With the everyday emergence of new electronic component technologies, obsolescence has become a virtual buzzword. What is obsolescence? The word derives from the Latin word obsoletus, meaning unused, discarded, or antiquated (for example, a part needed to keep a system operable is no longer suitable for current demand or obtainable from the original producer or manufacturer). The speed of new developments poses a significant threat to systems reliant upon these components, particularly if an important requirement is a long lifespan. Life cycle mismatches resulting from obsolescence can mean high sustainment costs. Needless to say, we must monitor the aging of our systems, while hoping that a surprise breakdown doesn’t paralyze the process—and strike the budget a noticeable blow.
We aren’t telling you something you don’t already know. All of us are aware that the dilemma of unprocurable parts exists everywhere.
Obsolescence management has become necessary, not only just as a process to be considered. This strategy saves time, money, and capacities due to redesign. Work closely with suppliers to establish a clear life cycle management plan.
Component obsolescence can negatively impact:
- Life cycles of our own systems
- Production Costs
- Support of, and service to, the customer
- Costly redesign of our own systems
- Expensive requalification and certification of systems through the respective authorities
Obsolescence Management (OM) Analysis
It is important to maintain a mix of options in the supplier chain. Having a variety among original manufacturers, franchise distributors, catalog distributors, and brokers is a big step toward procuring the right parts, on time and of the desired quality.
Original manufacturers provide direct technical support and minimize the danger of substandard products. Flip the coin, and you have annual volume requirements and, too often, no obsolescence management beyond end of life (EOL) and part change notifications (PCN). A part change notifications does not always mean that your piece is being rendered obsolete, but it is an alert that some design change is taking place in the manufacturing process. Communicating with your supplier to get samples of the new parts to test with other components can help determining if this change will affect your bottom line. Component manufacturers are typically a reliable source of information helping to plan for future need to update systems, as they routinely communicate expected changes for upcoming component designs.
Substandard or bogus parts are about as probable as an intergalactic conference call tomorrow in your conference room. Yet, the most prevalent concern remains counterfeit parts. Even when purchasing from ‘gray market’ sources, the problem is rarely a matter of poor quality as it is poor communication. A much more pertinent concern should be a focus on knowing what pieces in your existing supply chain are in danger of being rendered inoperable due to a conflicting design. It is worthwhile to check with producers on your supply chain to determine how they manage notifications involving their changes.
The advantages of a catalog distributor can be things like offering damaged packaging items and no minimum order quantity (or, for a small order, development or repair issues). Still, the catalog distributor does not present any strategic, proactive, or reactive obsolescence management practices. Some of the reliable brokers offer tactical, active supply chain support and the prospect of vigorous obsolescence and excess management. Considerations of technical support and quality issues are sometimes part of the bargain.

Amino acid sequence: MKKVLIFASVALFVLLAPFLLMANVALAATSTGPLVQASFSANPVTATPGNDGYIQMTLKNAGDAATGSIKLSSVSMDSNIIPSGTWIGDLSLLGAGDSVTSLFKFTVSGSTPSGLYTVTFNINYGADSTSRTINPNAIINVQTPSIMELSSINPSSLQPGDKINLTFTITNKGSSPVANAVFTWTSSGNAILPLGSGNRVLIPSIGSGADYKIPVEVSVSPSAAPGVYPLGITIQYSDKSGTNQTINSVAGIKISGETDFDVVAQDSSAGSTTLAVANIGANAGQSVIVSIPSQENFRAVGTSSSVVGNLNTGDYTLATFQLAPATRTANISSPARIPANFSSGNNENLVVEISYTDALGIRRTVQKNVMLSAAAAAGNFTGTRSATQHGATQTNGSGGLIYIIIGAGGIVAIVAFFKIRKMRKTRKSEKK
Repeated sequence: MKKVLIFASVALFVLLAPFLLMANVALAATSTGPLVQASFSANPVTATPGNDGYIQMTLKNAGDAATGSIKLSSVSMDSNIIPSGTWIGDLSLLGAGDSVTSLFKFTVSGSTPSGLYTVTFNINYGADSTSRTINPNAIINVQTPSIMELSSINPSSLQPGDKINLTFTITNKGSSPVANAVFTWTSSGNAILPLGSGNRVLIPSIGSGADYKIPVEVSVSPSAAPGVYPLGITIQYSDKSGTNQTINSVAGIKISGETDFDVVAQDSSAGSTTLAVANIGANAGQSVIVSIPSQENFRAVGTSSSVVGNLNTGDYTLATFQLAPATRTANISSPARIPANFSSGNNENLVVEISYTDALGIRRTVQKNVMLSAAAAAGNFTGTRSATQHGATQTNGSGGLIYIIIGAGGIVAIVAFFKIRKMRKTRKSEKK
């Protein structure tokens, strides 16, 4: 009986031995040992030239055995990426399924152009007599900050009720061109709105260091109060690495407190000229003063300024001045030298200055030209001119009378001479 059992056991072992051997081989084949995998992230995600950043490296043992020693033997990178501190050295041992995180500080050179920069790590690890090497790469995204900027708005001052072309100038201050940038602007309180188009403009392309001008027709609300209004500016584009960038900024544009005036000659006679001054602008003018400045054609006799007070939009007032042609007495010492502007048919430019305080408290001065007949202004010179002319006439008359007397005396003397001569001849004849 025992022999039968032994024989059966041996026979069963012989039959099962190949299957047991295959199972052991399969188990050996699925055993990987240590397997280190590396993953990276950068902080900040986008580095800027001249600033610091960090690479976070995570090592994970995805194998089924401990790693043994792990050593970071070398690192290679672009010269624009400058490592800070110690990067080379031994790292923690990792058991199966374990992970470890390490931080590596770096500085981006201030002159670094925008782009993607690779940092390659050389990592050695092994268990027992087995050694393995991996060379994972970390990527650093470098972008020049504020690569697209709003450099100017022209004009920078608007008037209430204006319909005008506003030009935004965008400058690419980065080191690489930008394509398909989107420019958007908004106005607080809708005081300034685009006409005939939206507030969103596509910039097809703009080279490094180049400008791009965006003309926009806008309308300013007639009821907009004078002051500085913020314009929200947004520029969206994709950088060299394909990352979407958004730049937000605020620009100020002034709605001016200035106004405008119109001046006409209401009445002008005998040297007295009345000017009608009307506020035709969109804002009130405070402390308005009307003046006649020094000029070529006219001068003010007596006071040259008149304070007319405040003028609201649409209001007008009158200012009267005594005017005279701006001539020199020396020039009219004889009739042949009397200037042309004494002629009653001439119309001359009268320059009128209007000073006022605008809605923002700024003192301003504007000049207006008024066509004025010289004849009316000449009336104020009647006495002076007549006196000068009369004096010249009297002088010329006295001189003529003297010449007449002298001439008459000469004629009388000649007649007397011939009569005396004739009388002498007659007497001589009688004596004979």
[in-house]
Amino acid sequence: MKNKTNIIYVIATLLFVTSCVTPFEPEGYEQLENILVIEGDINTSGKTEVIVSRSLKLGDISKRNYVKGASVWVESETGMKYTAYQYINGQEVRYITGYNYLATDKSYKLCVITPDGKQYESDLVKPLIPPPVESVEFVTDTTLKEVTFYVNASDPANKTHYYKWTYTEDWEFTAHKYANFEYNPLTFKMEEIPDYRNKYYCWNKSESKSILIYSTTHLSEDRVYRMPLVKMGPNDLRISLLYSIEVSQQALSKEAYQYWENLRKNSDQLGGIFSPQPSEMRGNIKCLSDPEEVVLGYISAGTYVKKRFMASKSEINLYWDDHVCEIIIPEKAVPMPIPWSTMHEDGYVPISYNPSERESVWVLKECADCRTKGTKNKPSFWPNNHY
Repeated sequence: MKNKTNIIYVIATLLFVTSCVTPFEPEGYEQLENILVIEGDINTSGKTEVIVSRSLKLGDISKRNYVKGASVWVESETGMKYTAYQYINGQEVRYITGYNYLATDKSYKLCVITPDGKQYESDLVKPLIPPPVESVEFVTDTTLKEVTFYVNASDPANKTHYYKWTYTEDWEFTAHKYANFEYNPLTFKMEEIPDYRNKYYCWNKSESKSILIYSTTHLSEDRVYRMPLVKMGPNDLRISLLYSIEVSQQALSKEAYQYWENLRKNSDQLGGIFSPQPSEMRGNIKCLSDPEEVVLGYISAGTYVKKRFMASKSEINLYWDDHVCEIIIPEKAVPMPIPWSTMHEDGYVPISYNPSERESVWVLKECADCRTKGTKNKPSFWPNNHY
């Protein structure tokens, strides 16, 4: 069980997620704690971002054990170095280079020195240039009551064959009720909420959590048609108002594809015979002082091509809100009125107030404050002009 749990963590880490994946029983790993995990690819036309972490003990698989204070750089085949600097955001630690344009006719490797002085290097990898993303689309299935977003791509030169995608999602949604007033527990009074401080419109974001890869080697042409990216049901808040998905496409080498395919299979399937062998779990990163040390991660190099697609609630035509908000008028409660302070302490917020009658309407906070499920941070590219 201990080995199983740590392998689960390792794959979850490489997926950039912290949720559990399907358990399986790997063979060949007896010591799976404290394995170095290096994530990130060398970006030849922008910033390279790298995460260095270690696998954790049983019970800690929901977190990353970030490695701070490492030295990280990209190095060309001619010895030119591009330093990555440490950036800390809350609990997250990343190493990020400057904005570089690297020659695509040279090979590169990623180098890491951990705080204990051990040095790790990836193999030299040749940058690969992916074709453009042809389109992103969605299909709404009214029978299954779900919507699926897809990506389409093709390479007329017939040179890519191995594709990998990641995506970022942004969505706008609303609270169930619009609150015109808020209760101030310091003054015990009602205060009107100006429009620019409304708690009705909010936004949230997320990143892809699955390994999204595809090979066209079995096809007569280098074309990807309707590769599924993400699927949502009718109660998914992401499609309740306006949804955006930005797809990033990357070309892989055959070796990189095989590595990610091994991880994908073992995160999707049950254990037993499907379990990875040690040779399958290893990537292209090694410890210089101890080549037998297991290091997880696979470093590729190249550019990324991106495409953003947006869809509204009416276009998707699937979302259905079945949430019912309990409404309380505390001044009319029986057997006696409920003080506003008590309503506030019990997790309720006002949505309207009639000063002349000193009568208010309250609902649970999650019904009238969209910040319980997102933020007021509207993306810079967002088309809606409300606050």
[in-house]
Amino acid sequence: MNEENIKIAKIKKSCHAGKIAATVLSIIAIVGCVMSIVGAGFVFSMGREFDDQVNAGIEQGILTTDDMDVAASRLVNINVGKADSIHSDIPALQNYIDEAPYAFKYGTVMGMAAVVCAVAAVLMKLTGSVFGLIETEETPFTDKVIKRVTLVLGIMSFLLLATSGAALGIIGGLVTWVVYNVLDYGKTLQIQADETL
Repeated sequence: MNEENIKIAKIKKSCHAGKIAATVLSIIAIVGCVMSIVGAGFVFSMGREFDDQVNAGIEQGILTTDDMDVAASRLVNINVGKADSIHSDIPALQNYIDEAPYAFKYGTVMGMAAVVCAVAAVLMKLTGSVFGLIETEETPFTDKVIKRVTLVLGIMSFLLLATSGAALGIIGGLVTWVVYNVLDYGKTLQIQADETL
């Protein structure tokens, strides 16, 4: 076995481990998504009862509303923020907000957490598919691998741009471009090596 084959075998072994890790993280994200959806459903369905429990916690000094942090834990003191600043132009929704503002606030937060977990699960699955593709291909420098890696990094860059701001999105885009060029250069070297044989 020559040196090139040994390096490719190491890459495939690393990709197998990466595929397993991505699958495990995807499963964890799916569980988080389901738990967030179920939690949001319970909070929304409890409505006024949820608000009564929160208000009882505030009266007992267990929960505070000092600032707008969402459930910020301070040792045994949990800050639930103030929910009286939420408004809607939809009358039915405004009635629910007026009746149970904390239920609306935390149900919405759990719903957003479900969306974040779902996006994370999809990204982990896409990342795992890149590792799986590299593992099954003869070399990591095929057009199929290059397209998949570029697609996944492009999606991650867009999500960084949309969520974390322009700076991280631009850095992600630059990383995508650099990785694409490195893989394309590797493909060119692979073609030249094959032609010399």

When dealing with brokers, give some thought to the “3 Broker Rule.” The benefits are:
- Up to three possible independent quotes
- Good market coverage and feedback
- Possible combination of various suppliers under one account
Supplier Selection as a Part of Reactive Obsolescence Management
Supplier selection is only one of the beginnings to effective obsolescence management. Predicting equipment life cycle is another. There are supply chain resources you can use, such as life-time buy, which involves purchasing and storing enough obsolete items to meet the system’s forecasted lifetime requirements. The chief benefits of life-time buy are readiness and avoiding reclassification issues, but the downside is storage. In the design stage, the number of suppliers and manufacturers that are producing a particular component should be taken into account before including it. Many proactive steps can be taken to lessen the effects of obsolescence.
The goal of obsolescence management is to ensure that there is a functioning plan in place to identify and mitigate risk when parts, spares, equipment, skills (people), and software become obsolete. We have presented merely an example of the first steps to this peace of mind. Check our blog regularly for more hints and ideas.
SMC is a print circuit board assembly manufacturer, custom cable assembly provider, system integration/box build manufacturer that is located in the heart of Kentucky. Our two locations provide quick and easy access for the technology industry in the eastern region.
We specialize and are certified to manufacture products in the medical, security, military/DOD, industrial controls, construction, and transportation industries. To maximize customer support, we have created five separate engineering departments: process, test, customer, system integration, and quality engineering. These departments offer world class engineering support and product development. SMC has the EMS solutions you need to ensure quality electronic products at a competitive cost.